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Identifying currents in the gene pool for bacterial populations using an integrative approach.

Tang J, Hanage WP, Fraser C, Corander J - PLoS Comput. Biol. (2009)

Bottom Line: However, the traditional statistical methods for evolutionary inference, such as phylogenetic analysis, are associated with several difficulties under such an extensive sampling scenario, in particular when a considerable amount of recombination is anticipated to have taken place.Also, we introduce a model-based description of the shape of a population in sequence space, in terms of its molecular variability and affinity towards other populations.Extensive real data from the genus Neisseria are utilized to demonstrate the potential of an approach where these population genetic tools are combined with an phylogenetic analysis.

View Article: PubMed Central - PubMed

Affiliation: Department of Mathematics and Statistics, University of Helsinki, Helsinki, Finland. jing.tang@helsinki.fi

ABSTRACT
The evolution of bacterial populations has recently become considerably better understood due to large-scale sequencing of population samples. It has become clear that DNA sequences from a multitude of genes, as well as a broad sample coverage of a target population, are needed to obtain a relatively unbiased view of its genetic structure and the patterns of ancestry connected to the strains. However, the traditional statistical methods for evolutionary inference, such as phylogenetic analysis, are associated with several difficulties under such an extensive sampling scenario, in particular when a considerable amount of recombination is anticipated to have taken place. To meet the needs of large-scale analyses of population structure for bacteria, we introduce here several statistical tools for the detection and representation of recombination between populations. Also, we introduce a model-based description of the shape of a population in sequence space, in terms of its molecular variability and affinity towards other populations. Extensive real data from the genus Neisseria are utilized to demonstrate the potential of an approach where these population genetic tools are combined with an phylogenetic analysis. The statistical tools introduced here are freely available in BAPS 5.2 software, which can be downloaded from http://web.abo.fi/fak/mnf/mate/jc/software/baps.html.

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Testing gene flow structure accuracy for  and .Graph similarity was measured in the Hamming distance coded in a gray-scale image. Cells with the paper white color represent the scenarios where the partition and the gene flow structure in Figure 2 are both correctly identified by BAPS.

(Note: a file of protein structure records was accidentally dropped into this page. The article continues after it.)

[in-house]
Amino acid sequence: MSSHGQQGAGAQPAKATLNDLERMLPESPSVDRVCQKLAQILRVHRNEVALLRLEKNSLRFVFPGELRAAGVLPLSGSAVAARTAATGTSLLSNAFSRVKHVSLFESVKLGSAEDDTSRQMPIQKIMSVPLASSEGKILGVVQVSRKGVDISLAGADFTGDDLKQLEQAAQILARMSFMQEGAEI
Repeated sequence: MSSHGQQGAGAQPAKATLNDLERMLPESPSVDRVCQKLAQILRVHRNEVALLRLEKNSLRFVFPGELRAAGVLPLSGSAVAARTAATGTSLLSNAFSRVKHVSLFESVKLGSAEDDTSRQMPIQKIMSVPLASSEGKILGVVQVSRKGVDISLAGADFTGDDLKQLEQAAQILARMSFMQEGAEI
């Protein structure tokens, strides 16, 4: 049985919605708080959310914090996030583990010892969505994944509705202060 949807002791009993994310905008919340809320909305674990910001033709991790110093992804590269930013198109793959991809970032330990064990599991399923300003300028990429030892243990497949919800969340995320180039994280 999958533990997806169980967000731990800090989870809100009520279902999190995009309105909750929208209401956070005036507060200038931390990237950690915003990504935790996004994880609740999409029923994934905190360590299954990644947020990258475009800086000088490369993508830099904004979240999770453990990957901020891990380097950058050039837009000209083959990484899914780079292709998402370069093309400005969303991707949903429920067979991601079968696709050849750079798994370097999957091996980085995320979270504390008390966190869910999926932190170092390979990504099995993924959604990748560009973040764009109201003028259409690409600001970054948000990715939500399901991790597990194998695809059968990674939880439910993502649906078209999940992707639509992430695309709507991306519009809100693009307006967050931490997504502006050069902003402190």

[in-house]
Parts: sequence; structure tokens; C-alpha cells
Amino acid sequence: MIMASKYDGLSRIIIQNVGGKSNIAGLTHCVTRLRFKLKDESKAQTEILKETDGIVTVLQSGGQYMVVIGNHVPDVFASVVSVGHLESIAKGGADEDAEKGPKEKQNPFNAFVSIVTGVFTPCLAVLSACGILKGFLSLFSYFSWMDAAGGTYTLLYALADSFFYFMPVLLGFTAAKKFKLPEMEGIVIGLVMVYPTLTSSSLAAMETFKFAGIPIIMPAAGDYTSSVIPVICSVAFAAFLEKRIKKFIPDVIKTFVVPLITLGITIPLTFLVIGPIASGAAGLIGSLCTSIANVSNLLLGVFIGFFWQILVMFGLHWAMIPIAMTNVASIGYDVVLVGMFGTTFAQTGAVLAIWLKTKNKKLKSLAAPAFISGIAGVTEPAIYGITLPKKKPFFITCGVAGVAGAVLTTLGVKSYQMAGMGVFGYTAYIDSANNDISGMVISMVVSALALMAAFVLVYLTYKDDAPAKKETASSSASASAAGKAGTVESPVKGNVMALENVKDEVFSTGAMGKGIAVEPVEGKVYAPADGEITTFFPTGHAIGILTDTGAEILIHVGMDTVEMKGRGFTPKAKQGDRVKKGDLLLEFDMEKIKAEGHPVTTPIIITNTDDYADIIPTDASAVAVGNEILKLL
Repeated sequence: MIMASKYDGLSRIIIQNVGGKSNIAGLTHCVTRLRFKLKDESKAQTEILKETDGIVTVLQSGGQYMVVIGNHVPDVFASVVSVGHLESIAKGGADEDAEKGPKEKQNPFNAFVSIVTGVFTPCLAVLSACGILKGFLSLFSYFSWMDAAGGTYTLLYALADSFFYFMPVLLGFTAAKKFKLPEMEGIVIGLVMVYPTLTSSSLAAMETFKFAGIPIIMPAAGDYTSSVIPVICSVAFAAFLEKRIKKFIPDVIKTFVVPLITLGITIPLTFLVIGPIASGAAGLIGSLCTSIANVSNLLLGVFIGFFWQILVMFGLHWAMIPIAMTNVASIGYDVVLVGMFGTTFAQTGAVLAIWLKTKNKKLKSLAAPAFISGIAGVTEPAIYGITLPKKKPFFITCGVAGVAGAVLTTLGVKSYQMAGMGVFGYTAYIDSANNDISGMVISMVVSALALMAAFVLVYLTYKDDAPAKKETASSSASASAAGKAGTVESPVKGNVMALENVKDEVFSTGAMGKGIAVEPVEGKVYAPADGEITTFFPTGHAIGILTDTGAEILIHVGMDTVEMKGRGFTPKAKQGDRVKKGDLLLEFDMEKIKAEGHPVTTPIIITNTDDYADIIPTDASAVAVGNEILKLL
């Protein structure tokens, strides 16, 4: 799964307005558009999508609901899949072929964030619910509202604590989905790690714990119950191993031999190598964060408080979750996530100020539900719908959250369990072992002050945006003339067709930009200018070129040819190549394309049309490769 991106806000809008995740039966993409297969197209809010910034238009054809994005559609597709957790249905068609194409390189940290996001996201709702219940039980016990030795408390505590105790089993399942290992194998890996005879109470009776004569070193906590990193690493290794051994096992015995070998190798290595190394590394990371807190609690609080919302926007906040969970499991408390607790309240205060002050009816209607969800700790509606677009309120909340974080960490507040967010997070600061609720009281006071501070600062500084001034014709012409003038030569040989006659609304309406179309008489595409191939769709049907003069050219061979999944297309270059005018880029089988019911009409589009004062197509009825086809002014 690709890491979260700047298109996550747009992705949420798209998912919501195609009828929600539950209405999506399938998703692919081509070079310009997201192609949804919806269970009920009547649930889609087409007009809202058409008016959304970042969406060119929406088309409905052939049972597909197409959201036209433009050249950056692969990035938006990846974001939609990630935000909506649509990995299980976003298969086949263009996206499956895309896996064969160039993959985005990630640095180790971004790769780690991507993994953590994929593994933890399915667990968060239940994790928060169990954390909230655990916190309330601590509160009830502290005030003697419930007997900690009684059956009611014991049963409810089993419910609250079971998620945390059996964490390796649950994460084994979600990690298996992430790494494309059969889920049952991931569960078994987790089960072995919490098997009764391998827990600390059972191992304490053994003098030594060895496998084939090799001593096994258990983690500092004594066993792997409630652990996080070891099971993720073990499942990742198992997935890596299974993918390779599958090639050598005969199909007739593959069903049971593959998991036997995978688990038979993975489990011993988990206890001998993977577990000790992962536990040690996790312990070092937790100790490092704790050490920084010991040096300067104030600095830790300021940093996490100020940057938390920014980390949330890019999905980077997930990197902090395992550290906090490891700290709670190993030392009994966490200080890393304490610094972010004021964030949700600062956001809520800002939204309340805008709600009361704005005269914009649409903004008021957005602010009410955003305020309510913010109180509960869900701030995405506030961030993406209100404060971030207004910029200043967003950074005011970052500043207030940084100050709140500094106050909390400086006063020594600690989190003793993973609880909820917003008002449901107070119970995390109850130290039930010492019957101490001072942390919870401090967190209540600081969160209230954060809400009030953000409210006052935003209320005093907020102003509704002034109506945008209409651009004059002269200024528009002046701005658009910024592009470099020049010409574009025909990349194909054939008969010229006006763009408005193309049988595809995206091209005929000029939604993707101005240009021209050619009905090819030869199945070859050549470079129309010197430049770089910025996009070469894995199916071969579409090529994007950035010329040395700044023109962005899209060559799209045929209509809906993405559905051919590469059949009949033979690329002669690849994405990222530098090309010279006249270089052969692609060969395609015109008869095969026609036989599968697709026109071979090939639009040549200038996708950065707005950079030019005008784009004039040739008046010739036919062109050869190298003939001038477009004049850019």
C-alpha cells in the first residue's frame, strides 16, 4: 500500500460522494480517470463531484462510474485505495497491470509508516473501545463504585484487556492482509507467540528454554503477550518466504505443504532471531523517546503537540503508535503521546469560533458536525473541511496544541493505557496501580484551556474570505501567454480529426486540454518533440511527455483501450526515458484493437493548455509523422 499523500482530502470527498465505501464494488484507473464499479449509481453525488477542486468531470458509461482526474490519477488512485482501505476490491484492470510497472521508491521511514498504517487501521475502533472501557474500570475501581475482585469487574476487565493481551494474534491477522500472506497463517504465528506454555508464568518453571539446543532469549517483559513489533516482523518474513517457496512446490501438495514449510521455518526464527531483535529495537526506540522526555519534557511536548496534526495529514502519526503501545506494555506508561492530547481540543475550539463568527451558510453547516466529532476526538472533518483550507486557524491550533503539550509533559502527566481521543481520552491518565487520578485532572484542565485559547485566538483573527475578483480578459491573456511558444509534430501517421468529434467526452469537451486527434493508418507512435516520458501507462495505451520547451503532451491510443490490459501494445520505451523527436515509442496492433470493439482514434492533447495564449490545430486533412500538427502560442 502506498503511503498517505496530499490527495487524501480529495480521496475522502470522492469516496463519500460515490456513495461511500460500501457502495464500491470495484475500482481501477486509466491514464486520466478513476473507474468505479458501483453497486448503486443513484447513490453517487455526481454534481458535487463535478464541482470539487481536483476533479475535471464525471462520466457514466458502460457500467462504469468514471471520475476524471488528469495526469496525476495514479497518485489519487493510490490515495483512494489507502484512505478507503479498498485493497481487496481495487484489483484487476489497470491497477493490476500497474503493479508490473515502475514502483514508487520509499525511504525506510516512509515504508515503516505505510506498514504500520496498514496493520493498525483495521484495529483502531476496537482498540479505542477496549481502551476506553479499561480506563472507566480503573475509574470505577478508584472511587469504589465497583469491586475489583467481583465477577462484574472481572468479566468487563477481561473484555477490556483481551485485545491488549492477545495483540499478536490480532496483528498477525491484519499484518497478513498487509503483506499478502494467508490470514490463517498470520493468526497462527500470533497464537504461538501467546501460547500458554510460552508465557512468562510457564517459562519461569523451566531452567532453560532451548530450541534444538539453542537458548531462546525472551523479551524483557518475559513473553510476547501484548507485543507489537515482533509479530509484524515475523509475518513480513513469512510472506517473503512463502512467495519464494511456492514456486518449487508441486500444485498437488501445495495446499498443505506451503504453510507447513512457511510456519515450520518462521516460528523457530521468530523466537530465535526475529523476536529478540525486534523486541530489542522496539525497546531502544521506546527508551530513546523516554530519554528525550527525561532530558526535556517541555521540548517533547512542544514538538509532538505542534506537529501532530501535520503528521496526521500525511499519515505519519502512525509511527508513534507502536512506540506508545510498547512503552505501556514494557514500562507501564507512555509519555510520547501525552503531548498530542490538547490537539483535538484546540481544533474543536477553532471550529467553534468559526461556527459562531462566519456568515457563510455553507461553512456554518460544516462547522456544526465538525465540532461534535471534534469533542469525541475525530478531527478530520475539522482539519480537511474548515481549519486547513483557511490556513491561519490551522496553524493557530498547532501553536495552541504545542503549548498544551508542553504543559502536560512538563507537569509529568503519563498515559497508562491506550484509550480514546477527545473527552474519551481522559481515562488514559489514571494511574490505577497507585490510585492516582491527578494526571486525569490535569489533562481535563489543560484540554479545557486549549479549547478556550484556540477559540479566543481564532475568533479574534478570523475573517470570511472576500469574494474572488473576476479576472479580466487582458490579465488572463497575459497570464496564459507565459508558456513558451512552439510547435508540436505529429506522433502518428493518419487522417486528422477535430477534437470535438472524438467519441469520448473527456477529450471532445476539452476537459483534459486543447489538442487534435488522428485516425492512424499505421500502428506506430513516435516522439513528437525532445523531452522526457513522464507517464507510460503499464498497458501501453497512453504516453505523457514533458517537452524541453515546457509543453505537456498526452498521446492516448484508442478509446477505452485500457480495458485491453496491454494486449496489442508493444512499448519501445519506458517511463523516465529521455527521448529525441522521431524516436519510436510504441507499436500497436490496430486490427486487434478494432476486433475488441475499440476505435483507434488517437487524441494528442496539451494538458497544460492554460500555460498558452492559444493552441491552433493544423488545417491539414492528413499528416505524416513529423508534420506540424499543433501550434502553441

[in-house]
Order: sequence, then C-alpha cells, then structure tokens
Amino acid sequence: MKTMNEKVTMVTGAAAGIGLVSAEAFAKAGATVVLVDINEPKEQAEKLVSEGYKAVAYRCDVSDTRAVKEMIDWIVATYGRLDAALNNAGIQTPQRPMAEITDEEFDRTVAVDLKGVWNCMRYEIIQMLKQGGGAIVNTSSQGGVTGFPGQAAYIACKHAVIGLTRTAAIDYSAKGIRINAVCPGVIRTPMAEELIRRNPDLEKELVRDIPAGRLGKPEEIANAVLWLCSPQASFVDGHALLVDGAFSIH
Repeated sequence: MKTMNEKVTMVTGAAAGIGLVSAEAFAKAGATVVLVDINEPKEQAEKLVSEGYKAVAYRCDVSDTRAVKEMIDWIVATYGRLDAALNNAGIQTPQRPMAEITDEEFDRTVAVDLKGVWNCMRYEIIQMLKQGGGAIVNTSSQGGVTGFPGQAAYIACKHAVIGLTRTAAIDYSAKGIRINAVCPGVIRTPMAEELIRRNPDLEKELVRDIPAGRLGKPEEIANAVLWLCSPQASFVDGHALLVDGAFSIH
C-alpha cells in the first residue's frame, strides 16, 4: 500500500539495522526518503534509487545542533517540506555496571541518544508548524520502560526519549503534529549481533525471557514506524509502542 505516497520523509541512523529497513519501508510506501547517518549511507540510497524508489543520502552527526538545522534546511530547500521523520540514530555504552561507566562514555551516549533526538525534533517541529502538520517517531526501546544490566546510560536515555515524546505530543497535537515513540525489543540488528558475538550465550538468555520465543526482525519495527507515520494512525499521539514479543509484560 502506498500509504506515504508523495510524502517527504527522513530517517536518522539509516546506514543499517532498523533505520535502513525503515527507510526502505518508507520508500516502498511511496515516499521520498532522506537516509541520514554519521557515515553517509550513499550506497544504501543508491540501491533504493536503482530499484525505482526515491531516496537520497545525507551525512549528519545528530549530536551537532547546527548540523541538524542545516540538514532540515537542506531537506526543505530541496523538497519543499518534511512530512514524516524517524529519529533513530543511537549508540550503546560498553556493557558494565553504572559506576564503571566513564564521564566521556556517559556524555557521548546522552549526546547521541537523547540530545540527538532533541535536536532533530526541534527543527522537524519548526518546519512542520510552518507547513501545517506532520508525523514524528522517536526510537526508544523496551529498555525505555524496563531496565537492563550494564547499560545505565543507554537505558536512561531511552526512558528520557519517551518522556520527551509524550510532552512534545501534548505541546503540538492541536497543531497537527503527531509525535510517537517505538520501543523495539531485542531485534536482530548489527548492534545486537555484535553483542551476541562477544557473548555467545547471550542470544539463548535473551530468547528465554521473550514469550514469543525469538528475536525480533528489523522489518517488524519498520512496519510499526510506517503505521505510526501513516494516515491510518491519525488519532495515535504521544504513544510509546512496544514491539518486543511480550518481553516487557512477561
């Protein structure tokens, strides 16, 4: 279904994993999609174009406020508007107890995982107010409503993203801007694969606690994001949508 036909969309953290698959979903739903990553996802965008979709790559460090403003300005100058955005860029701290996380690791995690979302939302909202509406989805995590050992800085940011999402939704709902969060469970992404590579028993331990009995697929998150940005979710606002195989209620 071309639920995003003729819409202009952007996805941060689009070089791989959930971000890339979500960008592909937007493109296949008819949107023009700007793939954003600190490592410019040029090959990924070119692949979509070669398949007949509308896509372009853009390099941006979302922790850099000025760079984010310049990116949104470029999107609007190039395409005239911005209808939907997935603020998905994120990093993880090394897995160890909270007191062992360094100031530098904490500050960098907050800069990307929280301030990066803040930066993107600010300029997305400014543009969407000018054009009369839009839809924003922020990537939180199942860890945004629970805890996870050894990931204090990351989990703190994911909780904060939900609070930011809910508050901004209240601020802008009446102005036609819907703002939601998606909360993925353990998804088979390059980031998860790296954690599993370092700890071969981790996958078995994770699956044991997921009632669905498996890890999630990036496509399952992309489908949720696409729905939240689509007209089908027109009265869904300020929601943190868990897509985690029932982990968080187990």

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pcbi-1000455-g004: Testing gene flow structure accuracy for and .Graph similarity was measured in the Hamming distance coded in a gray-scale image. Cells with the paper white color represent the scenarios where the partition and the gene flow structure in Figure 2 are both correctly identified by BAPS.

Mentions: We may look further into the gene flow graph prediction only if the genetic structure (i.e. the true partition) is correctly identified. We used Hamming distance as a measure of gene flow structure accuracy and the result is shown in Figure 4. The gene flow graph structure can be satisfactorily discovered when and . However, a negative correlation between and was also noticeable. This result suggests that if admixture affects a population through a small proportion of strains, then the chances of its correct estimation by BAPS 5.2 are high. In contrast, admixture that occurred at most of the strains is more likely to be ascribed to variation arising within the population by mutation. These observations are in harmony with the investigation of the effect recombination intensity on the emergence of distinct populations for a bacterial species in [3]. Extensive levels of recombination will act as a cohesive force keeping populations together as a large gene pool, which consequently prevents the statistical detection of the recombination in terms of such a population genetic model as investigated here. This is entirely reasonable, because any substantial genetic population boundaries will not exist under such circumstances, and consequently, recombinations over population boundaries are not meaningfully defined, let alone detectable by a statistical model. Moreover, if certain parts of the data are too weak for reliable admixture inferences due to very small population cardinalities in the genetic mixture estimate, it is possible to leave the admixture coefficients undetermined for them using the option available in BAPS, as discussed in [14]. The extensive simulation study performed by [30], showed that the BAPS inferences about the genetic structure were generally sensible from a phylogenetic perspective, even in the presence recombination events, provided that the data are at least reasonably informative. With very weakly informative molecular data, it cannot be expected that any detailed statistical population genetic model would provide highly accurate estimates of the population characteristics.